That was the best Cleveland Browns coach Pat Shurmur and offensive coordinator Brad Childress could come up with? Seriously!
A pass by quarterback Brandon Weeden on third-and-1 at the New York Giants' 25-yard line in the second quarter might turn out to be the call that got Shurmur fired. Whether he called it or approved a call by Childress is immaterial. It was a game-changer that took what was a competitive game and turned it into a 41-27 rout for the Giants.
The Browns were leading 17-10 at the time and in easy range for a Phil Dawson field goal. The common-sense call would have been a run by Trent Richardson. If he was stopped short, three points and a 10-point lead were in the bank.
For some inexplicable reason Richardson, the third overall draft pick with a battering-ram style, was on the sideline. In for him was backup Chris Ogbonnaya, who was lined up slightly wide of the right tackle, which screams of pass to the defense.
So Shurmur has removed his best offensive weapon and put the lone back in a position to run a short pass route. You knew something bad was about to happen.
When Weeden's first option wasn't available, he scrambled to look for another choice. That turned out to be receiver Josh Gordon, who was breaking open underneath coverage. In his haste to get the ball out, Weeden overthrew Gordon. Giants safety Stevie Brown made the interception and returned it 46 yards to the Browns' 40. The interception led to a 4-yard touchdown run by Ahmad Bradshaw, who rushed for 200 yards, to tie the score.
While there was still more than a half of football to play, the game, for all intents and purposes, ended with Brown's interception.
The energy the Browns' offense created with two quick touchdowns and a 14-0 lead was gone. Not surprisingly, the short-handed defense collapsed under an onslaught of Eli Manning passes and Bradshaw runs.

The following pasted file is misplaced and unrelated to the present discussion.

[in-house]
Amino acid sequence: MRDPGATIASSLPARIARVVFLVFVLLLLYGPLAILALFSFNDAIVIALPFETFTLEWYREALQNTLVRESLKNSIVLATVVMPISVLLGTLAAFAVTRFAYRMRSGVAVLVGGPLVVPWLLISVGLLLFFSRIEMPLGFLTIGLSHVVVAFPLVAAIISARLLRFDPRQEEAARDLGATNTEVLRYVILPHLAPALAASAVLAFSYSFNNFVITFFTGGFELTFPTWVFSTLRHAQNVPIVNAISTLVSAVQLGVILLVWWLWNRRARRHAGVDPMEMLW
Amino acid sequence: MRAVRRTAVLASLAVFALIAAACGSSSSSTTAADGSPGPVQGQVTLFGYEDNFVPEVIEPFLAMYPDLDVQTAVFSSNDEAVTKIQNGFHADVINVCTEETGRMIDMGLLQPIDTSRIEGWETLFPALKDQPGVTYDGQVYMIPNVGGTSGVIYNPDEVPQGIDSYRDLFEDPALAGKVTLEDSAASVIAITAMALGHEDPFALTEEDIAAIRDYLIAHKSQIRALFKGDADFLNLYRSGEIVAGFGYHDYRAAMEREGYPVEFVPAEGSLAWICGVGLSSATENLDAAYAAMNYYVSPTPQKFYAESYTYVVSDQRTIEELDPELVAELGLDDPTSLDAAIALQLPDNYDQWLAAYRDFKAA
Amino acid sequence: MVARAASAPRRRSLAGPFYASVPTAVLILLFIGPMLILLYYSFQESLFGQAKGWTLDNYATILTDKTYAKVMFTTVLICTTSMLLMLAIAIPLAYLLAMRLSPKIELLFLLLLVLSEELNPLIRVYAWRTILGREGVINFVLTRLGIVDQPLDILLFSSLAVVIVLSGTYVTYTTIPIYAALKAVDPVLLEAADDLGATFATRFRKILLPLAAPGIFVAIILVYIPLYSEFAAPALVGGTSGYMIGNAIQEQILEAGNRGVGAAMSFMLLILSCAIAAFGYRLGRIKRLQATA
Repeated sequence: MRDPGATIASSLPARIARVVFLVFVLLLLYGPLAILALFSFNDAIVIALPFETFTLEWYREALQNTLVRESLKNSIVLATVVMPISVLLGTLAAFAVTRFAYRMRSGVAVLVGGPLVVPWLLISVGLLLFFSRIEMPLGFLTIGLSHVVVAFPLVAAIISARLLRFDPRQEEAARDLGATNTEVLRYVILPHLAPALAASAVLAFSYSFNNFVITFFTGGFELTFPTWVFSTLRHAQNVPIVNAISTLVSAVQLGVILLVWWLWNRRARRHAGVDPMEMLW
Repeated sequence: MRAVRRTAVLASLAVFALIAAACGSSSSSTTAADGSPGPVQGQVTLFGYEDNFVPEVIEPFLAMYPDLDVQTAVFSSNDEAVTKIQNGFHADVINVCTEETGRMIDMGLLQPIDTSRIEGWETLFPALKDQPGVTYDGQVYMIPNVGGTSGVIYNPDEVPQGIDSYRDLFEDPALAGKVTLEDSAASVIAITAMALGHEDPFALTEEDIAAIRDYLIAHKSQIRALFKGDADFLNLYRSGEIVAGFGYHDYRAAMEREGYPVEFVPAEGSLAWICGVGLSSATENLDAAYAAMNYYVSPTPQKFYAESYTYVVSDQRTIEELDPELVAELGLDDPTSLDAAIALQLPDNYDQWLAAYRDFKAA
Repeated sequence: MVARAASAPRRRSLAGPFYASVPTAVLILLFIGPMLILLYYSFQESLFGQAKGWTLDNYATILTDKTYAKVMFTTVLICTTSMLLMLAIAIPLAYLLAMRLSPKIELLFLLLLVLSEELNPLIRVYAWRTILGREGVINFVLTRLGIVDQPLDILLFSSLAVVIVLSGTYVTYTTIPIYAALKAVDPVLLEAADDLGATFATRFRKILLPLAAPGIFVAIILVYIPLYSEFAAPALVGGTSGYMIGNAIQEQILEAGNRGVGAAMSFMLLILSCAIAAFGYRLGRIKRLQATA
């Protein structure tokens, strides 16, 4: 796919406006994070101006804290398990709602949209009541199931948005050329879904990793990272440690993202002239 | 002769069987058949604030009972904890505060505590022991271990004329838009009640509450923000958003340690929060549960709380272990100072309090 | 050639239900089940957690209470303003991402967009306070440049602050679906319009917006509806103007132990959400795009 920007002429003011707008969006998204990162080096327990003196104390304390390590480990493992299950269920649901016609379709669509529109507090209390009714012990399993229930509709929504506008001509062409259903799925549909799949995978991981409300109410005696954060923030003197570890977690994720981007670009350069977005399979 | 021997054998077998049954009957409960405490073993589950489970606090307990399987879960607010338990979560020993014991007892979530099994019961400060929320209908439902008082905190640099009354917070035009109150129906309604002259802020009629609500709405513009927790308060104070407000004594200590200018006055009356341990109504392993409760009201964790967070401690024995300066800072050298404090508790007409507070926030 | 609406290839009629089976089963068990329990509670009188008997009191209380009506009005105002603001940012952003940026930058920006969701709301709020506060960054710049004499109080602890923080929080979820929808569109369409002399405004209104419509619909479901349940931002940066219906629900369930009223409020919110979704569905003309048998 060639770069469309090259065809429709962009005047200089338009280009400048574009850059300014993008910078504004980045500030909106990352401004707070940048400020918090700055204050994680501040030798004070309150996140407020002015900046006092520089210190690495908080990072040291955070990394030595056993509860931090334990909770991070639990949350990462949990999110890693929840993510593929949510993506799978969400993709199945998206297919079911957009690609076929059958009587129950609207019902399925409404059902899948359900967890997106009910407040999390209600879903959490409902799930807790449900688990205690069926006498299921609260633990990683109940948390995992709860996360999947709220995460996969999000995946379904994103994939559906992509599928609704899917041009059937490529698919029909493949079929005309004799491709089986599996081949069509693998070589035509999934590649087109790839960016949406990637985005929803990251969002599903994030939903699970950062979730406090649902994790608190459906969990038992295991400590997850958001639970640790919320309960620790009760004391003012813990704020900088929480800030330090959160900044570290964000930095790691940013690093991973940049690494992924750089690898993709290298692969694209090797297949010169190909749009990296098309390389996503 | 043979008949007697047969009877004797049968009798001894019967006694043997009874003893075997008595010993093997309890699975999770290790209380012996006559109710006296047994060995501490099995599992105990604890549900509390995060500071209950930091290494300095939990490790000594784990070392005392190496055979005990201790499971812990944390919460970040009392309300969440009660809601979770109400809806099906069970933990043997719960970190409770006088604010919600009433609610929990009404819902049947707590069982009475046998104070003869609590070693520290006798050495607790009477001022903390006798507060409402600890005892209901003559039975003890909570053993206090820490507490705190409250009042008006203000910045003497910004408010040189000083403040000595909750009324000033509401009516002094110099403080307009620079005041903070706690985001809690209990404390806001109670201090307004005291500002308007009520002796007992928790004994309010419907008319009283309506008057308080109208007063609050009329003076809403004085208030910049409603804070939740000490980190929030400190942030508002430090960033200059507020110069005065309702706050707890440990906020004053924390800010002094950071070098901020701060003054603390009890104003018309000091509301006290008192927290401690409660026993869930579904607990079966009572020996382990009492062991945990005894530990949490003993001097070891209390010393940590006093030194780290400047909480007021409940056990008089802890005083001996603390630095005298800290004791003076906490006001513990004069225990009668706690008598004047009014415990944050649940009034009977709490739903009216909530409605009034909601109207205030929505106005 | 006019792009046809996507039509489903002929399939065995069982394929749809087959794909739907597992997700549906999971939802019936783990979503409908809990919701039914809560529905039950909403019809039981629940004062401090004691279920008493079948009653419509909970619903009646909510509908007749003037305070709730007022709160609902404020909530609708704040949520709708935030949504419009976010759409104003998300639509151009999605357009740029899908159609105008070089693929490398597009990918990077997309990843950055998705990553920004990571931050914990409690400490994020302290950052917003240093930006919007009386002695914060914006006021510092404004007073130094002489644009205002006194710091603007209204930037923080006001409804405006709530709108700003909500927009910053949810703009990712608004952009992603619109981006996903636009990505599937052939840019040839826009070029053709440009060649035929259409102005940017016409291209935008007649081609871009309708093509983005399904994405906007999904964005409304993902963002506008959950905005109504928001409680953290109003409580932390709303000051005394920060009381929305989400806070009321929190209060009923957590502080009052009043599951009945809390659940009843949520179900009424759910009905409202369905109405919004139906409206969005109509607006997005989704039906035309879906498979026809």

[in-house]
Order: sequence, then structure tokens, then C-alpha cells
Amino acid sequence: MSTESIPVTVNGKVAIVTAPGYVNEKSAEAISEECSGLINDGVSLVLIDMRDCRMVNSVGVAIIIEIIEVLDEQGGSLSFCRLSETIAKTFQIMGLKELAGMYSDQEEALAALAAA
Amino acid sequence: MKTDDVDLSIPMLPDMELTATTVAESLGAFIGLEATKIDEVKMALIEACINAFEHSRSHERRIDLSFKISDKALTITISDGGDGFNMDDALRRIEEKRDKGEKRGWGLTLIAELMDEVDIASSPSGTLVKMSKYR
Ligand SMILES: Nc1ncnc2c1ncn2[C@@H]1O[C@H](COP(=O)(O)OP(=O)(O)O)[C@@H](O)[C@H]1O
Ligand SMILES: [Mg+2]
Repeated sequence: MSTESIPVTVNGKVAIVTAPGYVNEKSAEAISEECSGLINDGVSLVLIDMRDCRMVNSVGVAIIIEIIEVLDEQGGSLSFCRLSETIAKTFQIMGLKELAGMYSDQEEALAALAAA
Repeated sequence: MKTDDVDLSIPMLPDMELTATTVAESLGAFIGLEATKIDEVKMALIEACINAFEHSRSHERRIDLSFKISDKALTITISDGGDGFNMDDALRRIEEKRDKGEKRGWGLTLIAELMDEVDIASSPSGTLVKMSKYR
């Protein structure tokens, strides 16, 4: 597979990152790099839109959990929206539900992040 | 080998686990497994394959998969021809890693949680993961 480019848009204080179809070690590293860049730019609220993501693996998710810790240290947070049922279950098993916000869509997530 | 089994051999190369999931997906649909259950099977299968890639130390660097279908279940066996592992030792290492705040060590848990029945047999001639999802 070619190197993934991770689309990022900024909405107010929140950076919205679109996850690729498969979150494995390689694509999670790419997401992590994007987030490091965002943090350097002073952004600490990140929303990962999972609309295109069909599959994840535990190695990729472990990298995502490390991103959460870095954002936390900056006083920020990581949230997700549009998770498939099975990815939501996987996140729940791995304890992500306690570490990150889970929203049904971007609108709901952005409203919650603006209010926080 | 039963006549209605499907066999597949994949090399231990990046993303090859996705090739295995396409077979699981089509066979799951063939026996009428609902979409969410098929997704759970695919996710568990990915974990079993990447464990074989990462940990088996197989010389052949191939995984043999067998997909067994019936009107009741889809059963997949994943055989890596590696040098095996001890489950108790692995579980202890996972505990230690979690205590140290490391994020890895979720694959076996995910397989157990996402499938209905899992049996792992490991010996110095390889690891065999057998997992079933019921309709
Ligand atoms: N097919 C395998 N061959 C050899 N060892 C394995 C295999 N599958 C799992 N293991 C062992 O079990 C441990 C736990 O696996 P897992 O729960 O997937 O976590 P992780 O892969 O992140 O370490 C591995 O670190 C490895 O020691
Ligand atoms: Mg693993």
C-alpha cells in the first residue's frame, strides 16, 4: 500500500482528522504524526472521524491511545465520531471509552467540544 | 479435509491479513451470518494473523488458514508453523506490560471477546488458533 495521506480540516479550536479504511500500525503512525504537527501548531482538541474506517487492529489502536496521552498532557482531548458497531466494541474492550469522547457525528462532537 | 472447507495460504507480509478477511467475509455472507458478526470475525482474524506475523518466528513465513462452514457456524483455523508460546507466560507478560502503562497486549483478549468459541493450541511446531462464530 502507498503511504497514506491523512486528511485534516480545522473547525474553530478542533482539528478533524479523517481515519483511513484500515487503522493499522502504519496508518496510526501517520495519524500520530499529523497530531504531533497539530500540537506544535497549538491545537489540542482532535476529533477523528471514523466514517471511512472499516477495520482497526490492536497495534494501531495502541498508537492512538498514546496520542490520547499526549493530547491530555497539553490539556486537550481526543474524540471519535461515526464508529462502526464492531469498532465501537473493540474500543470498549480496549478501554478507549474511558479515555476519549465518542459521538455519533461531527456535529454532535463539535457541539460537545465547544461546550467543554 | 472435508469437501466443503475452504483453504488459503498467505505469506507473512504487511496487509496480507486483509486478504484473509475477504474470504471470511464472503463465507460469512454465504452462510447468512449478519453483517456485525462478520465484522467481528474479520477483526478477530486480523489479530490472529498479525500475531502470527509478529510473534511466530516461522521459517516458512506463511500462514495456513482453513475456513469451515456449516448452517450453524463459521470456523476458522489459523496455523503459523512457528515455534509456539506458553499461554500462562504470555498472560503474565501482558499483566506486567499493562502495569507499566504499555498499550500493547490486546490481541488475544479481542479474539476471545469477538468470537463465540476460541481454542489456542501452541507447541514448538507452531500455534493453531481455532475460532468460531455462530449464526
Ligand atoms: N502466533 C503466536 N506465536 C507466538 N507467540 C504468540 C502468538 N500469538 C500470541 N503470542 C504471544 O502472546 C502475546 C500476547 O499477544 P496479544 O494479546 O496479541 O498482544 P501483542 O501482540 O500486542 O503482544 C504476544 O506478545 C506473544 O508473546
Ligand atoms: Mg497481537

It's not always easy to pinpoint the turning point of a football game. Routs take shape early and then play out an inevitable storyline.
Not this one. The outcome hinged on one bad play call that put Weeden in a position to make a play when none was immediately available. He can be criticized for the overthrow, but he never should have been put in a spot where failure was a possibility.
You could argue that the Browns would have lost to the superior Giants no matter what play had been called. With suspended cornerback Joe Haden out and cornerback Dimitri Patterson leaving with an ankle injury, there was no way that Buster Skrine and rookie Trevin Wade stood a chance against the Giants' potent passing attack.
Patterson was also overmatched. On one of Cruz's three touchdown receptions, Patterson, in slot man coverage with no safety help, inexplicably left Victor Cruz alone on a corner route. It was an easy throw for Manning.
But that was a technique breakdown against one of the NFL's elite receivers. There's not much Shurmur can do about that other than to tell Patterson to go get 'em the next time.
Shurmur had control of the second-quarter play call, and he blew it. There's no other way to put it.
Now he can only hope that new owner James Haslam III will stick to the plan and not make major moves when his ownership is officially approved Oct. 16. Unlike yesterday, that's a call he can't control.